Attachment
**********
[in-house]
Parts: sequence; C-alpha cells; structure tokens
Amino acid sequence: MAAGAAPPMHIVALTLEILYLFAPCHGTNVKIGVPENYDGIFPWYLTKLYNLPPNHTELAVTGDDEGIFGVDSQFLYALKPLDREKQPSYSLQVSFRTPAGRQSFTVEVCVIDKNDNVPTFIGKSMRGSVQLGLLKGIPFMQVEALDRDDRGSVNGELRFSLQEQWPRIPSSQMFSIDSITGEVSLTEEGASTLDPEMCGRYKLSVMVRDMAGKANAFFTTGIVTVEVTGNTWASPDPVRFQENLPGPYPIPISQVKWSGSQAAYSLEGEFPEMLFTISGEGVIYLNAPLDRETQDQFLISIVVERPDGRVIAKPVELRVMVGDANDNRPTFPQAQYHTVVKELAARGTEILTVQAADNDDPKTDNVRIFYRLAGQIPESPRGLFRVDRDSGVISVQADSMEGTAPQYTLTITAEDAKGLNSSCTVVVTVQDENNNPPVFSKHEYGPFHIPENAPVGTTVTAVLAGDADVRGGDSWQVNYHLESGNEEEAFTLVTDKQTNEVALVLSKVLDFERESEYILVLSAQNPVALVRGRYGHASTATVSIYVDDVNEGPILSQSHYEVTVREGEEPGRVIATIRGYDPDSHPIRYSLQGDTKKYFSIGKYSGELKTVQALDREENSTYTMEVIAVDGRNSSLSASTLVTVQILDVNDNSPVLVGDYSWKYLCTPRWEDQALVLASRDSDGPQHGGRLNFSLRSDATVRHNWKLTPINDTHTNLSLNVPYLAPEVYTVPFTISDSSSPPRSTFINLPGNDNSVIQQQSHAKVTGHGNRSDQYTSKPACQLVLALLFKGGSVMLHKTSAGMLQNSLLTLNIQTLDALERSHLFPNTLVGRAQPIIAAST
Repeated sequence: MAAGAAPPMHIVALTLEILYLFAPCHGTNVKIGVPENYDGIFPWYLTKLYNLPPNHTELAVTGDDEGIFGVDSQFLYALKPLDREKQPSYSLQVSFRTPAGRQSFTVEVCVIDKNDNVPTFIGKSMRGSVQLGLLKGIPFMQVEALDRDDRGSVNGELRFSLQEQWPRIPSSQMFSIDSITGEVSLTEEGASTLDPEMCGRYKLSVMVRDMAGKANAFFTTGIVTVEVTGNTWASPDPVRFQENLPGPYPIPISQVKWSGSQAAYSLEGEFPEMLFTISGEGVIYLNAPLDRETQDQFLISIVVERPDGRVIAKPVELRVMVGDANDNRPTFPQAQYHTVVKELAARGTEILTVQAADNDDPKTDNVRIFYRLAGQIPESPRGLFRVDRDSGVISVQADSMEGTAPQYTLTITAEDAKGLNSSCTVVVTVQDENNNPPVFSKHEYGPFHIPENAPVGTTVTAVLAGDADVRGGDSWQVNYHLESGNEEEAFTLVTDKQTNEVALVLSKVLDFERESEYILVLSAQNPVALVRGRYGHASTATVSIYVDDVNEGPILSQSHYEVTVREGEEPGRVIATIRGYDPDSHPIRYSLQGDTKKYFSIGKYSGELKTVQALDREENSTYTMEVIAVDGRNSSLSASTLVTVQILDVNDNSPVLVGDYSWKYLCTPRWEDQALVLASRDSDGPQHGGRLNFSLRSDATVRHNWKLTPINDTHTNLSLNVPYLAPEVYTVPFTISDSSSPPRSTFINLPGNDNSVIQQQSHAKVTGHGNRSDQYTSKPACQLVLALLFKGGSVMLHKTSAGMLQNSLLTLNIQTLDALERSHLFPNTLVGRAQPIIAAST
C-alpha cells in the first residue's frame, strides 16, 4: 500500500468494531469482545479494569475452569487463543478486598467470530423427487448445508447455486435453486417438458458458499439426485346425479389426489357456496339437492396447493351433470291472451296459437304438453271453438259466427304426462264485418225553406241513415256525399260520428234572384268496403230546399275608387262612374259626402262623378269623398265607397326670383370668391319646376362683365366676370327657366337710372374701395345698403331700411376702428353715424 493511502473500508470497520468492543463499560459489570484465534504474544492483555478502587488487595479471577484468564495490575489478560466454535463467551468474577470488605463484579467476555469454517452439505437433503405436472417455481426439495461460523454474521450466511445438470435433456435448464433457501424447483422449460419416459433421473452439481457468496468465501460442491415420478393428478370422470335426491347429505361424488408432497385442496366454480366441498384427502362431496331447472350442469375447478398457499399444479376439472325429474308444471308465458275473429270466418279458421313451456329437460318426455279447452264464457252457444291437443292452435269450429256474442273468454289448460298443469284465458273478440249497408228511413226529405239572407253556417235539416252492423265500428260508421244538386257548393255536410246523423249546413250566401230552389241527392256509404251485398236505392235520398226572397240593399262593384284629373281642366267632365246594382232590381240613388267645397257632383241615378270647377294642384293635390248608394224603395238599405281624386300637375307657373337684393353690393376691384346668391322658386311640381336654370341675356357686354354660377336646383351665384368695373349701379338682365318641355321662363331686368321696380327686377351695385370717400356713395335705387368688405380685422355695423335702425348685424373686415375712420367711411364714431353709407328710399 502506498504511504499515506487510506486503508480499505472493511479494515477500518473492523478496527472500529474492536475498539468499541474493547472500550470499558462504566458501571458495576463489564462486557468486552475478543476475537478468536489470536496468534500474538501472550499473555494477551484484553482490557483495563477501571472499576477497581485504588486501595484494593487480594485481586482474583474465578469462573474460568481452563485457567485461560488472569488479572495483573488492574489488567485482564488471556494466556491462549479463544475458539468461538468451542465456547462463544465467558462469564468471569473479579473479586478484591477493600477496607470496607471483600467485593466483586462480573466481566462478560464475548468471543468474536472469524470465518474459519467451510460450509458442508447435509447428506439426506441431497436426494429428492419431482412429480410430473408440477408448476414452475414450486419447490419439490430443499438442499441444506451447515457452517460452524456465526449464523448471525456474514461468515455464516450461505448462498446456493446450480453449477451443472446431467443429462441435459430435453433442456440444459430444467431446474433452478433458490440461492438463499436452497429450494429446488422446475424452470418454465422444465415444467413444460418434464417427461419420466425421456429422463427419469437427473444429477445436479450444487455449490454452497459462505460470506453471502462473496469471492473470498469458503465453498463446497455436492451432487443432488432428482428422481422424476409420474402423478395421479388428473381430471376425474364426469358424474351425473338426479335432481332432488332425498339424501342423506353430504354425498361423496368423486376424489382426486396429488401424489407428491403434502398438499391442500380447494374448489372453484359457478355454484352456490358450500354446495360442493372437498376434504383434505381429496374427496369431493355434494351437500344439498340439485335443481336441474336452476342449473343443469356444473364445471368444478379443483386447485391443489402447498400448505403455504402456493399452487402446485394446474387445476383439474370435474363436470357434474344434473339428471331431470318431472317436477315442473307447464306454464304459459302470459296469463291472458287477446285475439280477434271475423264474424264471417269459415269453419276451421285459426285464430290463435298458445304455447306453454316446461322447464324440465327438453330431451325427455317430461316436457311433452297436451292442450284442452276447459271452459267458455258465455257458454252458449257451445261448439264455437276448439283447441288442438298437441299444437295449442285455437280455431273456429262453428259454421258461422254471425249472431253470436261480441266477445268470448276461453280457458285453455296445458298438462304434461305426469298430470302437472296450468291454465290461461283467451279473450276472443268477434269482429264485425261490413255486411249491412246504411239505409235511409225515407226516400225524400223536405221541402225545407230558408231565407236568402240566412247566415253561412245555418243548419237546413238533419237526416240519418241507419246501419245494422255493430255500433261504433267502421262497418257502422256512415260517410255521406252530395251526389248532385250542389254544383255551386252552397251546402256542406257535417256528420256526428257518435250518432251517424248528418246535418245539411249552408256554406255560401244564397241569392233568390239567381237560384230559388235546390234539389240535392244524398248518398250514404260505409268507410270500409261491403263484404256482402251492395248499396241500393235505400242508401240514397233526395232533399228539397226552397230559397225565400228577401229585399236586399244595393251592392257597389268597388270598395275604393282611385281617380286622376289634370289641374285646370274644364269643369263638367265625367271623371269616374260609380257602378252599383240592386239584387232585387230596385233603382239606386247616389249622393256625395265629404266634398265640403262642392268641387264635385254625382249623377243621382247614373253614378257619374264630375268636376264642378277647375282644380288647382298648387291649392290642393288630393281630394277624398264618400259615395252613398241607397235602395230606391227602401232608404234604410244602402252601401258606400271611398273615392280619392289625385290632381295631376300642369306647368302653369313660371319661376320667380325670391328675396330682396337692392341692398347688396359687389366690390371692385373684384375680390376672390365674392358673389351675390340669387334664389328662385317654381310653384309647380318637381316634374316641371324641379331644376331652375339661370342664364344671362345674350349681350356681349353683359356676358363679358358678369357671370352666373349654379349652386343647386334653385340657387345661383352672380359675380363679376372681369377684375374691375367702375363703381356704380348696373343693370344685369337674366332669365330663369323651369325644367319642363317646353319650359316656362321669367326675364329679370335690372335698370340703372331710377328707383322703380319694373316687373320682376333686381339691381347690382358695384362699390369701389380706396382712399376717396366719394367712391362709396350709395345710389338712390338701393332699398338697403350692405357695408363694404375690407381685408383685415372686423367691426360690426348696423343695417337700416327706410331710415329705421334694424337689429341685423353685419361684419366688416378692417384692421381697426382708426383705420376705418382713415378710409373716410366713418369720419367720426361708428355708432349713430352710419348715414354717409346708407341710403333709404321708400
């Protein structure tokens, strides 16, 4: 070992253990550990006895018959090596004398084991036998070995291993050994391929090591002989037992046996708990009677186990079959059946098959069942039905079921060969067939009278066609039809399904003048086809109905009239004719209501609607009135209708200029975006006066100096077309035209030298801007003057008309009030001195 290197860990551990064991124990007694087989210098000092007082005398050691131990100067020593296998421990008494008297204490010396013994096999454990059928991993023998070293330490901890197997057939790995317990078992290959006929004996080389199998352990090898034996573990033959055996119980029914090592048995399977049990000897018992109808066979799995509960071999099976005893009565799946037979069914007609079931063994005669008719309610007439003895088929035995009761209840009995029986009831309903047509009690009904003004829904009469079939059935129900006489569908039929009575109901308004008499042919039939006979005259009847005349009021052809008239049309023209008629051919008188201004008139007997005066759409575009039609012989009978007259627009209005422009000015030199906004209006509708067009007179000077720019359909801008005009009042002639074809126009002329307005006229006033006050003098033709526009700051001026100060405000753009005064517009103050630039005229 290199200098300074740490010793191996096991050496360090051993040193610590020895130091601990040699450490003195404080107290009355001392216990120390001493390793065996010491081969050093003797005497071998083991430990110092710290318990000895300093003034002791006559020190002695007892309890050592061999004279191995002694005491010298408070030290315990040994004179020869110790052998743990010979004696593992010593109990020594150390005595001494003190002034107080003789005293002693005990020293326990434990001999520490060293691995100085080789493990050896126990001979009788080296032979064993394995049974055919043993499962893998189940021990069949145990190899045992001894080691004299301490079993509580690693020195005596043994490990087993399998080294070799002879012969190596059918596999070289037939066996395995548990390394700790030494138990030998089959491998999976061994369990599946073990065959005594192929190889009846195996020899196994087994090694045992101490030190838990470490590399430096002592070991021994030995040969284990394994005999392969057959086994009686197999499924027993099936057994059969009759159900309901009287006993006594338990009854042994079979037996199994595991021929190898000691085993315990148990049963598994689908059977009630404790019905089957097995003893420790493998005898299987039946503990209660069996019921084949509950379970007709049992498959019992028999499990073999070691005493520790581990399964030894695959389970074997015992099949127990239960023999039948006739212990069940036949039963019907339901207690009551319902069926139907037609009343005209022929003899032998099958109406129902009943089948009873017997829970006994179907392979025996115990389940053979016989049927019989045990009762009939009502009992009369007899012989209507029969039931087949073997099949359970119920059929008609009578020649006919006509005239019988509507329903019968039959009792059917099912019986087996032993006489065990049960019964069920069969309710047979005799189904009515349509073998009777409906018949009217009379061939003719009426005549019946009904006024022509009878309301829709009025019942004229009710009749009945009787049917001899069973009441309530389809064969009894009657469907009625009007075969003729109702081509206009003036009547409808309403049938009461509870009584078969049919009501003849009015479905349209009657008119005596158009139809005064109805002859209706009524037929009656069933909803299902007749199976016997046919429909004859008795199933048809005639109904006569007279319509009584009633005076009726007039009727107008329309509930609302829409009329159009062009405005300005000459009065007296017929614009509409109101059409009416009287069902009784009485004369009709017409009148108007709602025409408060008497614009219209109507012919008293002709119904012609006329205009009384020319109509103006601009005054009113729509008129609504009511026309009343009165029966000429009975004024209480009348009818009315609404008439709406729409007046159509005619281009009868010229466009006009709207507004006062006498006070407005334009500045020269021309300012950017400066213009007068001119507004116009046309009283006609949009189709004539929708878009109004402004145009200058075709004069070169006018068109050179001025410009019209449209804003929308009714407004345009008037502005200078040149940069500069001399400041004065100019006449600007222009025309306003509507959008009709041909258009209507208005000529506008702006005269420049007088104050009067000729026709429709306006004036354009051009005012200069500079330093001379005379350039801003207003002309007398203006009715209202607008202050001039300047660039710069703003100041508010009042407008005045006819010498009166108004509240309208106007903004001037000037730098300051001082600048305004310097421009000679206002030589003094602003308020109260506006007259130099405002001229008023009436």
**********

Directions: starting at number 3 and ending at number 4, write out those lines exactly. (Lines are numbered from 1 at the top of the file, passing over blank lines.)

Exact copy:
Amino acid sequence: MAAGAAPPMHIVALTLEILYLFAPCHGTNVKIGVPENYDGIFPWYLTKLYNLPPNHTELAVTGDDEGIFGVDSQFLYALKPLDREKQPSYSLQVSFRTPAGRQSFTVEVCVIDKNDNVPTFIGKSMRGSVQLGLLKGIPFMQVEALDRDDRGSVNGELRFSLQEQWPRIPSSQMFSIDSITGEVSLTEEGASTLDPEMCGRYKLSVMVRDMAGKANAFFTTGIVTVEVTGNTWASPDPVRFQENLPGPYPIPISQVKWSGSQAAYSLEGEFPEMLFTISGEGVIYLNAPLDRETQDQFLISIVVERPDGRVIAKPVELRVMVGDANDNRPTFPQAQYHTVVKELAARGTEILTVQAADNDDPKTDNVRIFYRLAGQIPESPRGLFRVDRDSGVISVQADSMEGTAPQYTLTITAEDAKGLNSSCTVVVTVQDENNNPPVFSKHEYGPFHIPENAPVGTTVTAVLAGDADVRGGDSWQVNYHLESGNEEEAFTLVTDKQTNEVALVLSKVLDFERESEYILVLSAQNPVALVRGRYGHASTATVSIYVDDVNEGPILSQSHYEVTVREGEEPGRVIATIRGYDPDSHPIRYSLQGDTKKYFSIGKYSGELKTVQALDREENSTYTMEVIAVDGRNSSLSASTLVTVQILDVNDNSPVLVGDYSWKYLCTPRWEDQALVLASRDSDGPQHGGRLNFSLRSDATVRHNWKLTPINDTHTNLSLNVPYLAPEVYTVPFTISDSSSPPRSTFINLPGNDNSVIQQQSHAKVTGHGNRSDQYTSKPACQLVLALLFKGGSVMLHKTSAGMLQNSLLTLNIQTLDALERSHLFPNTLVGRAQPIIAAST
Repeated sequence: MAAGAAPPMHIVALTLEILYLFAPCHGTNVKIGVPENYDGIFPWYLTKLYNLPPNHTELAVTGDDEGIFGVDSQFLYALKPLDREKQPSYSLQVSFRTPAGRQSFTVEVCVIDKNDNVPTFIGKSMRGSVQLGLLKGIPFMQVEALDRDDRGSVNGELRFSLQEQWPRIPSSQMFSIDSITGEVSLTEEGASTLDPEMCGRYKLSVMVRDMAGKANAFFTTGIVTVEVTGNTWASPDPVRFQENLPGPYPIPISQVKWSGSQAAYSLEGEFPEMLFTISGEGVIYLNAPLDRETQDQFLISIVVERPDGRVIAKPVELRVMVGDANDNRPTFPQAQYHTVVKELAARGTEILTVQAADNDDPKTDNVRIFYRLAGQIPESPRGLFRVDRDSGVISVQADSMEGTAPQYTLTITAEDAKGLNSSCTVVVTVQDENNNPPVFSKHEYGPFHIPENAPVGTTVTAVLAGDADVRGGDSWQVNYHLESGNEEEAFTLVTDKQTNEVALVLSKVLDFERESEYILVLSAQNPVALVRGRYGHASTATVSIYVDDVNEGPILSQSHYEVTVREGEEPGRVIATIRGYDPDSHPIRYSLQGDTKKYFSIGKYSGELKTVQALDREENSTYTMEVIAVDGRNSSLSASTLVTVQILDVNDNSPVLVGDYSWKYLCTPRWEDQALVLASRDSDGPQHGGRLNFSLRSDATVRHNWKLTPINDTHTNLSLNVPYLAPEVYTVPFTISDSSSPPRSTFINLPGNDNSVIQQQSHAKVTGHGNRSDQYTSKPACQLVLALLFKGGSVMLHKTSAGMLQNSLLTLNIQTLDALERSHLFPNTLVGRAQPIIAAST